What Is Coco Coir? Types, Garden Uses, and Tips

Coco Coir
Photo Credit

Discover an excellent, sustainable soil amendment

Print Friendly and PDF

Coco coir sounds like a delicious new drink, but it’s actually an excellent amendment to your garden soil. A sustainable alternative to peat moss, coco coir provides increased water retention and aeration—AND it’s pest-resistant! It’s also a good-looking, tidier mulch that doesn’t require reapplying. Learn more about coconut coir and how to use it in your garden properly.

What is Coco Coir?

Coco coir is made from coconut husks. Once considered trash, these husks are used to make rope, rugs, doormats, brushes, and upholstery stuffing. 

Coconut palms are grown throughout the tropics, and they can be harvested every 45 days, making them an abundant renewable resource. After being soaked, dried, aged, and shredded, the fibers are ready for use in your garden in several ways.

Raw coconut coir and coconut shells
Raw coconut coir (dry coconut shell and fiber). Credit: FeriDhaniHasri

Different Types

There are three types of coco coir:

  1. Coir pith, also called “coir peat” or fiber dust: Finely ground-up pieces of coconut husk. It looks and feels just like peat moss and, with a few exceptions, can be used in much the same way in your garden. Hydroponic growers have used it for years by hydroponic growers to support their plants instead of soil.
  2. Coir chips: Large chunks of husk often found in potting mixes for bromeliads and orchids. The chips retain water while creating air pockets for the plants’ roots. Coir also makes an excellent mulch.
  3. Fiber coir: Made from long strands of coco fiber that can be formed into basket liners and molded into biodegradable pots.
Hanging baskets with coco coir liners
Attract coco coir liners; basket with geraniums and sweet potato plants. Credit: Rosemarie Mosteller

Brown fiber is the type of coir most often seen, especially for horticultural use. It’s made from mature coconuts. The thick fibers that cover the outside of the coconut shell contain high amounts of lignin, making them stronger than other natural fibers such as flax and cotton, but since they have less cellulose, they are not as flexible. 

Pots made from coco coir
Coco coir pots. Credit: Bowonpat Sakaew


Here are seven (of many) benefits of using coco coir.

  1. As repurposed waste from the coconut industry, it is 100% biodegradable.
  2. Easier to get wet than peat and holds 30% more moisture.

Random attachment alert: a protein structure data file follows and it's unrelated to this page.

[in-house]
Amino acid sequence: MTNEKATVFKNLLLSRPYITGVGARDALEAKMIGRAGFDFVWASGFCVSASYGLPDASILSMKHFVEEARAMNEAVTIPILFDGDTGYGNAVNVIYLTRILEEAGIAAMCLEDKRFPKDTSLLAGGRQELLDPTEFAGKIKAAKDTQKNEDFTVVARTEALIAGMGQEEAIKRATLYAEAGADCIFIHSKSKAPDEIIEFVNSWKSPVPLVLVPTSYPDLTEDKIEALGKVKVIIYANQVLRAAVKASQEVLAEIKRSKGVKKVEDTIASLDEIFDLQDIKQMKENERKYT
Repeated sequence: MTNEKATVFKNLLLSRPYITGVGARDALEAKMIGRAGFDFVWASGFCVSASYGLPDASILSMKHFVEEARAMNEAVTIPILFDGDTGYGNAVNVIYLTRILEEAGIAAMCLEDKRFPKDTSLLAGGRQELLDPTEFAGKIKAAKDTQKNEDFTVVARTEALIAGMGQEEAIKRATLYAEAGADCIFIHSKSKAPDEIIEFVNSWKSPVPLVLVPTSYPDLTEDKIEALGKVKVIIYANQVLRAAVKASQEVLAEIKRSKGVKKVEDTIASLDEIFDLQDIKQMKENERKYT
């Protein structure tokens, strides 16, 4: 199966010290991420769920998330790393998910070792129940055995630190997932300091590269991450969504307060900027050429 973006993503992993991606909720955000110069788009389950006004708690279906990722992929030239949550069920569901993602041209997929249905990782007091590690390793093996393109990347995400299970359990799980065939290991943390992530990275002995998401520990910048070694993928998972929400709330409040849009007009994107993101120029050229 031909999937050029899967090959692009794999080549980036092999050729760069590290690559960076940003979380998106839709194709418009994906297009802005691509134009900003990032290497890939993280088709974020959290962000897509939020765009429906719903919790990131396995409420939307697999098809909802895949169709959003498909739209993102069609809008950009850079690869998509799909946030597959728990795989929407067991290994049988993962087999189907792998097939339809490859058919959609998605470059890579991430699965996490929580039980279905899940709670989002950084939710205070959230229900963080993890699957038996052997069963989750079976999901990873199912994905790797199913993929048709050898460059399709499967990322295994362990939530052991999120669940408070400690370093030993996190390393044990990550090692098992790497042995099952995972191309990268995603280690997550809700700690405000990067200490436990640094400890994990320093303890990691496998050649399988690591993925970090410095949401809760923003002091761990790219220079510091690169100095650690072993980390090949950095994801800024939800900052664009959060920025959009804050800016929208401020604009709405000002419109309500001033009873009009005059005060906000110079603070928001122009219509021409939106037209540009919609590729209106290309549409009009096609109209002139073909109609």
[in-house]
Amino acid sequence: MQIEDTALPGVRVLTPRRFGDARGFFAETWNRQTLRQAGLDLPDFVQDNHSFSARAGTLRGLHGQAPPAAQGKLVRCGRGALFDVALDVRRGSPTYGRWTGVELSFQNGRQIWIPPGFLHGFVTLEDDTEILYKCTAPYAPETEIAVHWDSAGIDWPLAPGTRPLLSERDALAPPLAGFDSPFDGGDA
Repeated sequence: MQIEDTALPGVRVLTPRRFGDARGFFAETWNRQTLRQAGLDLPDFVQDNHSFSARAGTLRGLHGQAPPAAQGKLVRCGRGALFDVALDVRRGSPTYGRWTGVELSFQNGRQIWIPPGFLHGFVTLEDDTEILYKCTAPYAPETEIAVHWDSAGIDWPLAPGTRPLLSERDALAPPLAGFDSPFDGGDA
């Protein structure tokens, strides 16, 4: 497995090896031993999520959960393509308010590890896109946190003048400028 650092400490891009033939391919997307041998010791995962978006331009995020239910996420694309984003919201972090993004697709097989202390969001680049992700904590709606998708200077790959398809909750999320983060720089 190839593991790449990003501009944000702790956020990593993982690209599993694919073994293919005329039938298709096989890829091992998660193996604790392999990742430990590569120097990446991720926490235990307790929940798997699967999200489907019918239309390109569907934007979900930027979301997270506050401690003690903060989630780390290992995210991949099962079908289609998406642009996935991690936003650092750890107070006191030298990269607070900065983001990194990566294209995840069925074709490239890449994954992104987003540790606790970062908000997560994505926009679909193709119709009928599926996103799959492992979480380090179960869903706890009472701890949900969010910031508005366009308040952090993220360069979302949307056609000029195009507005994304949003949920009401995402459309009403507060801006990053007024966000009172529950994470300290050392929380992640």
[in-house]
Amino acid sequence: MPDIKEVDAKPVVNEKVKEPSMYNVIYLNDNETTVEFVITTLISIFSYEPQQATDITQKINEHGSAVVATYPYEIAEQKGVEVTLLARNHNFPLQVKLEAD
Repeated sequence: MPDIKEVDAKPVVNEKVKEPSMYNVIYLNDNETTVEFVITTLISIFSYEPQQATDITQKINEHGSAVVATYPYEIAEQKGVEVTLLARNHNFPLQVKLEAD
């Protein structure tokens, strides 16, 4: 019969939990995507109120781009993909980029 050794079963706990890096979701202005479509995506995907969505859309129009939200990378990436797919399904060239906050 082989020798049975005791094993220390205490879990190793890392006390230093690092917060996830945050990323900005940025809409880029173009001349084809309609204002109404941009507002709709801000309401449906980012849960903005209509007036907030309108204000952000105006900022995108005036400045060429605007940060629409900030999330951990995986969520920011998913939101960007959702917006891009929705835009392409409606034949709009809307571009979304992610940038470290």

3. Unlike acidic peat moss, coco coir is pH neutral, so no lime is needed to sweeten the soil it is added to. 
  4. It is slow to decompose and is rot-resistant.
  5. Most garden pests shun it.
  6. It is disease and weed-free.
  7. Even though it retains moisture, it drains well, is fluffy, aerates the soil, and doesn’t compact.

How To Use Coco Coir

When shopping for coco coir, it can be found ready-to-use in bags or compressed into bricks that need to be rehydrated before use. Look for chemical-free coir that has been aged, dried, and flushed of salts. Many companies offer OMRI-listed products that are perfect for your organic garden.

Coco coir bricks
Coco coir or “coir peat” often comes in brick form. Credit: Nor Gal

To Rehydrate the Bricks

  1. Place bricks in a large, wide container and add warm water a little at a time. 
  2. As they soak it up, break the bricks apart to expose more of the dry centers until all the water has been absorbed.
  3. Eventually, they should expand to about six times their volume. Don’t overdo the water, or you’ll end up with a soupy mess! 
  4. Fluff it up, and it’s ready to use.

Coco coir is a great soil conditioner. Dig it into clay soil to improve drainage or in sandy soil to aid moisture retention. 

It’s still a bit more expensive than peat, but a more sustainable, environmentally friendly (and more effective) alternative to peat moss. Give it a try! You may find that this excellent amendment works better and is worth the extra cost.

Coco Coir for Containers

  • If you are potting up large containers that constantly dry out, adding coco coir to the potting mix will help retain moisture. The bits of fiber are like little sponges.
  • Coco chips hold even more moisture, so add a large handful to the bottom of a container to prevent it from drying out too fast while allowing it to drain properly and not get waterlogged. 

A Great Mulch

Coco chips also make a great mulch, keeping the soil moist and protecting it from the sun’s radiation. Unlike bark mulch, coco chips don’t scatter, so they don’t require reapplication. 

Mulch made from coco coir
Coco coir mulch. Credit: Martin Baliga

I have seen coco coir being used on a large scale. In my area a local farmer has been growing her tomatoes, peppers, eggplant, and basil hydroponically in grow bags filled with coco fiber dust in her high tunnels. She has no problems with disease, the yields are great, and the fruits are delicious!

About The Author

Robin Sweetser

Robin has been a contributor to The Old Farmer’s Almanac and the All-Seasons Garden Guide for many years. Read More from Robin Sweetser